HANCOCK —The town of Hancock will commemorate the 150th anniversary of the Civil War through a series of events Thursday through Sunday.
The small town was the site of a Civil War battle from Jan. 5 to 7, 1862.
The opening ceremony will take place at St. Thomas’ Episcopal Church Thursday at 7 p.m. with an introduction by event chairperson Lily Wolford, followed by a reading of the Hancock Historical Society’s winning student essay and a musical presentation by the Springs Chamber Ensemble.
Activities will continue Friday at 7 p.m. with the opening of several exhibits, including “Hancock’s Hall of Heroes” by Mac Elser, which includes pictures and biographical information about hundreds of soldiers who participated in the Battle of Hancock.
There will also be a talk by Dr. John Rathgeb on Battlefield Orthopedics, and a performance by the Hancock Arts Council Civil War String Band.
On Saturday, events begin at 9 a.m. with a 5K run/walk starting at St. Thomas’ Episcopal Church, which was used as a hospital during the Civil War.
Other events throughout the day will include speakers, authors, exhibits, cannon-firing demonstrations and re-enactors, followed by the Wildcat Regiment Band concert at 5 p.m.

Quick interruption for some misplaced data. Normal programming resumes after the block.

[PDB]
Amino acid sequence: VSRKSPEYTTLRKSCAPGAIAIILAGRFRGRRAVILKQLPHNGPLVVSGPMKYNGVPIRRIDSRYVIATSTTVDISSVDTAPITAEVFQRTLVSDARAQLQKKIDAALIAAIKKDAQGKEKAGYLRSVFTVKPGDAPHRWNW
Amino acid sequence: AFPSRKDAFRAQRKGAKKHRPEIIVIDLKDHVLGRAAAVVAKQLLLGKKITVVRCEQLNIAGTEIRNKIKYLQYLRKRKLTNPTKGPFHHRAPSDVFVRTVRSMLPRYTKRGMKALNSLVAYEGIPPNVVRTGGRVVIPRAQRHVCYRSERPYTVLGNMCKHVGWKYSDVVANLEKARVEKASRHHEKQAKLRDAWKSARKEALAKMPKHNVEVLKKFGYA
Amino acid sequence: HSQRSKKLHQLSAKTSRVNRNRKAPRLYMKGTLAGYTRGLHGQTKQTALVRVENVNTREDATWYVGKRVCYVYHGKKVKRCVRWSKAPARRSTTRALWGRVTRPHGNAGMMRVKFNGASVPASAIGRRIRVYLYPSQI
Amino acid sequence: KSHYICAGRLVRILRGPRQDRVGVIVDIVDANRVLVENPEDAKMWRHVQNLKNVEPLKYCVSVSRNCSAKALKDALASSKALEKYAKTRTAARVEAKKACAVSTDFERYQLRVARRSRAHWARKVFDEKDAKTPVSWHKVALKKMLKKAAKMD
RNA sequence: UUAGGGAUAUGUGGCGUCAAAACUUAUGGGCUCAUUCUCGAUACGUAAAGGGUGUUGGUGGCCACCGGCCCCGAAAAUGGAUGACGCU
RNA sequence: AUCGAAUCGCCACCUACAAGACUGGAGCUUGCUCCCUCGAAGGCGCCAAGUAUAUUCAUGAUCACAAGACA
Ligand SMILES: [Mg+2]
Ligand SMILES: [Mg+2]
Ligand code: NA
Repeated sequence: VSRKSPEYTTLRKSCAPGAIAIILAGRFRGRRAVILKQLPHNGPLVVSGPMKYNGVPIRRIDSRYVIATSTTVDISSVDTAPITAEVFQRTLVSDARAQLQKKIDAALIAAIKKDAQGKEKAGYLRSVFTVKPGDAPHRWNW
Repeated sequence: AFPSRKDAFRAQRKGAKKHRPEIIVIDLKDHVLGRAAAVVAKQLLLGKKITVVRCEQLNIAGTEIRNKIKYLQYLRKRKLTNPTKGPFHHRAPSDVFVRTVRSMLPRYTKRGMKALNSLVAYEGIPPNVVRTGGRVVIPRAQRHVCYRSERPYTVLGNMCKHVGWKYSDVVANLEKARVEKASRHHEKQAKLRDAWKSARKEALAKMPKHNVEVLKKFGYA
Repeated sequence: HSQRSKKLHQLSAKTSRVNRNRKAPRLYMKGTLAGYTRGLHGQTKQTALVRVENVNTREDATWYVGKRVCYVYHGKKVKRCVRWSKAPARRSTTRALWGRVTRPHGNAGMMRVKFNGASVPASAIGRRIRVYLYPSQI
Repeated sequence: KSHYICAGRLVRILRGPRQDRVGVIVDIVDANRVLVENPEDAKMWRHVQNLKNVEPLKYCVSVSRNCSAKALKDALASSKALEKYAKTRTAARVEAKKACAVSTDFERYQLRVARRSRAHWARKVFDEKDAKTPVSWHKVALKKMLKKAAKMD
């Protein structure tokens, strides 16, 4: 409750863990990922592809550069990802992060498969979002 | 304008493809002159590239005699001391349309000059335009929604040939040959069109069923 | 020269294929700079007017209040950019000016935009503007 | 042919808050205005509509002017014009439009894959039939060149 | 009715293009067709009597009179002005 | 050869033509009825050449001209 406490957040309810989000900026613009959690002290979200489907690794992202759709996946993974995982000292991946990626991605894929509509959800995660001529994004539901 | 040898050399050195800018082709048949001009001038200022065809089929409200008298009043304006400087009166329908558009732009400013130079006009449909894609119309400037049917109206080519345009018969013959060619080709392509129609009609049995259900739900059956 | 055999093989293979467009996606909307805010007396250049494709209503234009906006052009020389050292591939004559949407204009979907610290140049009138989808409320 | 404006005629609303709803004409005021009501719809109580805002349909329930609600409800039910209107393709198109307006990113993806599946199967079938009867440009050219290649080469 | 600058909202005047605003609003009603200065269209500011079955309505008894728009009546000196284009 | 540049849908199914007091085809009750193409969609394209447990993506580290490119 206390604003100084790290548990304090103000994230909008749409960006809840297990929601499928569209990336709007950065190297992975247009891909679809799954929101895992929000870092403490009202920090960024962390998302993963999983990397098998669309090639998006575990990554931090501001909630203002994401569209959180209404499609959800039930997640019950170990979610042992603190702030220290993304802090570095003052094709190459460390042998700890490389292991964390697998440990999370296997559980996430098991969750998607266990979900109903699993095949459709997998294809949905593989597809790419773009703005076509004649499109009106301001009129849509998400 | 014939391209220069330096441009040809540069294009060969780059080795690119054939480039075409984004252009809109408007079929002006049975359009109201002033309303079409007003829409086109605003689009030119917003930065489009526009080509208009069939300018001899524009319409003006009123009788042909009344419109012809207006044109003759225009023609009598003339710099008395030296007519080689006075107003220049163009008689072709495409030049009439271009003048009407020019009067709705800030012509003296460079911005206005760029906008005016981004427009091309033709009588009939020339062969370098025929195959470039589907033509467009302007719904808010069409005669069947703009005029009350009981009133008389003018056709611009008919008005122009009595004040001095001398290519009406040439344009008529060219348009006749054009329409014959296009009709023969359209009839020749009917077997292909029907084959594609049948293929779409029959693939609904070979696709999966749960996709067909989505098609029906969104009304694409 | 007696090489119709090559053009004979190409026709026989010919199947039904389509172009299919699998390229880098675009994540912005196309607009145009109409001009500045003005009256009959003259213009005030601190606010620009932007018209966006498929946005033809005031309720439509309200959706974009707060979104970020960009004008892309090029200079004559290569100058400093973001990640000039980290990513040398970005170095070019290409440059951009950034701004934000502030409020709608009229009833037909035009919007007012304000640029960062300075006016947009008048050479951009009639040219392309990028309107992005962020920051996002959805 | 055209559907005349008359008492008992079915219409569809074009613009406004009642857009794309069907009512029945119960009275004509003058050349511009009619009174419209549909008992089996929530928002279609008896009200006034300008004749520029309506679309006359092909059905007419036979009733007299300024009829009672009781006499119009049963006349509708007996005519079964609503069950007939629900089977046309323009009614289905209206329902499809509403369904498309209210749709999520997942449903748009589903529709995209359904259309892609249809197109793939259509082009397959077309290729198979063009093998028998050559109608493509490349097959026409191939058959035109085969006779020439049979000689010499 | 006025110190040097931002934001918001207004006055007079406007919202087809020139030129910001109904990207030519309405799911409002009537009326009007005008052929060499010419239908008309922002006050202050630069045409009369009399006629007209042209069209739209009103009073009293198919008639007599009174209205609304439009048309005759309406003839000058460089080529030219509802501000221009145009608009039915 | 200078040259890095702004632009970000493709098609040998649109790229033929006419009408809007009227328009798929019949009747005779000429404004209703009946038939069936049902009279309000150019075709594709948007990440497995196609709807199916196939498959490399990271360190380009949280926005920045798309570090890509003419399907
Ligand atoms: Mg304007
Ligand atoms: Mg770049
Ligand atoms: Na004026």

Tickets for the concert cost $5 in advance and $10 at the door. The other events listed are free.
Commemoration events will conclude Sunday with a memorial service and gravestone dedication for soldiers buried in the St. Thomas’ Episcopal Church Cemetery, and a Civil War-era evening prayer service at 4 p.m. in the church.
The history and significance of Hancock in the Civil War is important to remember, and to retell. In early January 1862, Confederate Gen. Stonewall Jackson ordered the surrender of the town of Hancock. The town was an important transportation site, on the Chesapeake & Ohio Canal and the National Road. Jackson had been disrupting activities on the canal, and also making raids on the Baltimore and Ohio Railroad. Forces attached to Jackson also attacked Fort Frederick, just east of Hancock, on Christmas Day.
The Union commander in charge of the garrisoned town, Brig. Gen. Frederick Lander, refused to surrender Hancock. Confederate troops commenced firing from Orrick’s Hill, just across the Potomac River from Hancock. The ongoing cannon bombardment continued for two straight days. The Union troops held fast, and refused to give up the Town of Hancock.
On Jan. 7, having failed to find a suitable crossing into Maryland, the Confederate forces retreated and advanced on Romney. The winter was already bitter cold, and between the stubborn defenses of the Union Army and the frigid temperatures, Jackson withdrew. According to reports, there were 25 casualties.
The Battle of Hancock Sesquicentennial Commemoration will include a wide range of activities for people of all ages. A full schedule of events including dates, times and locations can be found on Facebook at “Battle of Hancock Commemoration Events” and on the Town of Hancock’s website at www.hancockmd.com.
Re-enactors are welcome.